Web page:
The spread of West Nile virus in Europe is strongly linked to agricultural activities, urbanization, and bird migration, according to a modelling study published January 25, 2024 in the open-access journal PLOS Pathogens.

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Source: Reina Sikkema

Bird receiving oral swab for West Nile virus testing

The study was carried out by Lu Lu from the University of Edinburgh, UK, and collaborators belonging to a large European collaborative consortium under the VEO (Versatile Emerging infectious disease Observatory) project.

West Nile virus outbreaks have occurred in birds (the natural hosts and reservoirs for the virus), livestock, and humans across Europe—however, the virus behaves differently in Europe compared to the US.

To better understand the evolution and spread of West Nile virus in Europe specifically, Dr Lu and colleagues used data gathered over the past twenty years from virus genomes and epidemiology studies as well as environmental surveys to generate a series of models that could simulate West Nile virus patterns across European geography.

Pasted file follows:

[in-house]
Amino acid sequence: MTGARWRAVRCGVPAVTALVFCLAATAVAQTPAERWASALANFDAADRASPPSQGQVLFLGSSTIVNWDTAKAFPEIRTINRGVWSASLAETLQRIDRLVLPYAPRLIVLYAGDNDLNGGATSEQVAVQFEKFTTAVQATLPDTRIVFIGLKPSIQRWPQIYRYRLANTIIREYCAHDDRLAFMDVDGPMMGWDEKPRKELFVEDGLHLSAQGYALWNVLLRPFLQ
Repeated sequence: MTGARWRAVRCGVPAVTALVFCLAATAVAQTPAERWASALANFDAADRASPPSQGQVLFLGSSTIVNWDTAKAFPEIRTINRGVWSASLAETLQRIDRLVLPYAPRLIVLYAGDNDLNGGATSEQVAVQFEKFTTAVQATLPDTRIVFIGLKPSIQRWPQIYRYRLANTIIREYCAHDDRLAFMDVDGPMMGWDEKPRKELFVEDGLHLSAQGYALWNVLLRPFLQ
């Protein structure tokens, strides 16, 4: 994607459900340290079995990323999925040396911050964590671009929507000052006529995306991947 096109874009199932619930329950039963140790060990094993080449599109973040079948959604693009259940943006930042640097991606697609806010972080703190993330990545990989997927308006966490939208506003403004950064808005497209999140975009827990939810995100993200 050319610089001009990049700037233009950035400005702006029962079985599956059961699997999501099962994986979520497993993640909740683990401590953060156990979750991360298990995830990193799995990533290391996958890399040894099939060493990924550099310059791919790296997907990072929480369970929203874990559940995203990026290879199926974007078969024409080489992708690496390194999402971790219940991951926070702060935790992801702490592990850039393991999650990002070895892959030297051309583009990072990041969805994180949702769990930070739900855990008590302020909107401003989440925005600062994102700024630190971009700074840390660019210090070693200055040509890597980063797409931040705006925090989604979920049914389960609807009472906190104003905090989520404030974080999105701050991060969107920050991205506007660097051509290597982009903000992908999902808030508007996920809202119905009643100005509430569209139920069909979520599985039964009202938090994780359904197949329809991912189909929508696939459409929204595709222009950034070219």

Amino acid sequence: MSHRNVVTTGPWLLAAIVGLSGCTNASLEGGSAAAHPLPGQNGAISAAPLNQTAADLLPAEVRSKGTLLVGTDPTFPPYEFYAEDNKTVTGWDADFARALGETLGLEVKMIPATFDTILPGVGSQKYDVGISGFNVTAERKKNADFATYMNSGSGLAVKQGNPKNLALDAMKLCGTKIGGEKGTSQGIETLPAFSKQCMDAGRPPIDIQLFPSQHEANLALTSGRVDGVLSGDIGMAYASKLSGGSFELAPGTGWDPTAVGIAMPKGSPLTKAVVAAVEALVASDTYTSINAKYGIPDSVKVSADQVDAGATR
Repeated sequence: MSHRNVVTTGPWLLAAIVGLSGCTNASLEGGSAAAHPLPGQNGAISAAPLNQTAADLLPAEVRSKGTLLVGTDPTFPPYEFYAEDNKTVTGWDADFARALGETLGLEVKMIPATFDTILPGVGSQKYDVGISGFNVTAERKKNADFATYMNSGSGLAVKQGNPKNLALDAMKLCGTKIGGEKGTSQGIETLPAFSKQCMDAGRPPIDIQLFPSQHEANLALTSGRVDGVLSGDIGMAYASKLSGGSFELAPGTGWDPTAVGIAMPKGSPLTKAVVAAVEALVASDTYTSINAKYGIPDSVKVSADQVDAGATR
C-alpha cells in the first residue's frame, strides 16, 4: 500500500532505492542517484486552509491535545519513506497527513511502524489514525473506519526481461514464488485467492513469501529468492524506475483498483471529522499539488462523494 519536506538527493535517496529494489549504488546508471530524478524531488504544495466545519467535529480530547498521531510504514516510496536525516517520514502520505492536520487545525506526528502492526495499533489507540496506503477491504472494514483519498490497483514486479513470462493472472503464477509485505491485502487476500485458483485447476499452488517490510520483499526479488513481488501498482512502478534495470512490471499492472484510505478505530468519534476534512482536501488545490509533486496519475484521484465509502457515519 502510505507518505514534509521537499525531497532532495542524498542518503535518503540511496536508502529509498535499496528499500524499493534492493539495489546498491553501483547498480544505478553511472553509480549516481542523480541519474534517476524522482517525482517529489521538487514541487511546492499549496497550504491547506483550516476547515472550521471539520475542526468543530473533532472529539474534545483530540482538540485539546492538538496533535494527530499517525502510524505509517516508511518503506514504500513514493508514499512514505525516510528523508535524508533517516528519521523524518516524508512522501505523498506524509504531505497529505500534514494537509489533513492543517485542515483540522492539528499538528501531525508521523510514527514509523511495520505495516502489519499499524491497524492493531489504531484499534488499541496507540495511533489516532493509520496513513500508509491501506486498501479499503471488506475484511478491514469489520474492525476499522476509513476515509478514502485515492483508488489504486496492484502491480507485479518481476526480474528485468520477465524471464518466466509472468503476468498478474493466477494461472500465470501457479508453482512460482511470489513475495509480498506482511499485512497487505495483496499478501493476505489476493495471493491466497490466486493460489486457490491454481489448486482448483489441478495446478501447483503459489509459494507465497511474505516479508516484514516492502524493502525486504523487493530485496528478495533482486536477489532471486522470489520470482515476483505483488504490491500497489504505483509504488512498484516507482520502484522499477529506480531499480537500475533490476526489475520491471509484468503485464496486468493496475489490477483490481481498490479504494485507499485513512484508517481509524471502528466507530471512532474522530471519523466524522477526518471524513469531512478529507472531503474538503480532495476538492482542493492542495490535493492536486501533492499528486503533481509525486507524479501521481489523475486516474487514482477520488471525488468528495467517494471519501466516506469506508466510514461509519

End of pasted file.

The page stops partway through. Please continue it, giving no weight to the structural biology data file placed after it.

Speed of spread

The authors found that one specific sub-lineage of the virus only found in Europe, WNV-2a, accounts for almost 75 percent of all European instances of the virus currently known, and has spread to 14 countries at least.

The speed and direction of WNV-2a’s spread was strongly correlated to agricultural activity, possibly because agricultural land use can degrade natural habitat for birds and force new migration patterns (potentially allowing the spread of West Nile virus to new areas), while simultaneously creating new aquatic habitat for mosquito breeding (the Culex mosquitoes are the primary carriers of the virus).

The direction of WNV-2a’s spread was also associated with urbanization, high coverage of wetlands, and migratory bird movements. The mosquito species and virus vector Culex pipiens is known to prefer urban environments due to the high availability of artificial aquatic habitats, fewer natural predators, and warmer ambient temperatures. Since birds often carry the virus, their movements also have the potential to spread it.

Gaps in data

The authors note that there were some significant gaps in available data from across Europe.  The study points at a clear priority for enhanced surveillance in Central Europe, which may be a source for dissemination of West Nile virus across Europe. They also recommend stronger monitoring for West Nile virus in areas at high risk due to agriculture and/or bird habitat. 

Prof. Marion Koopmans, coordinator of the VEO project, adds: “[Our study is a] call for collaborative risk surveillance efforts with countries in Central Europe, where WNV is most likely seeded. Enhanced monitoring should be targeted to areas where significant drivers of WNV spread overlap, particularly those with high agricultural intensity.”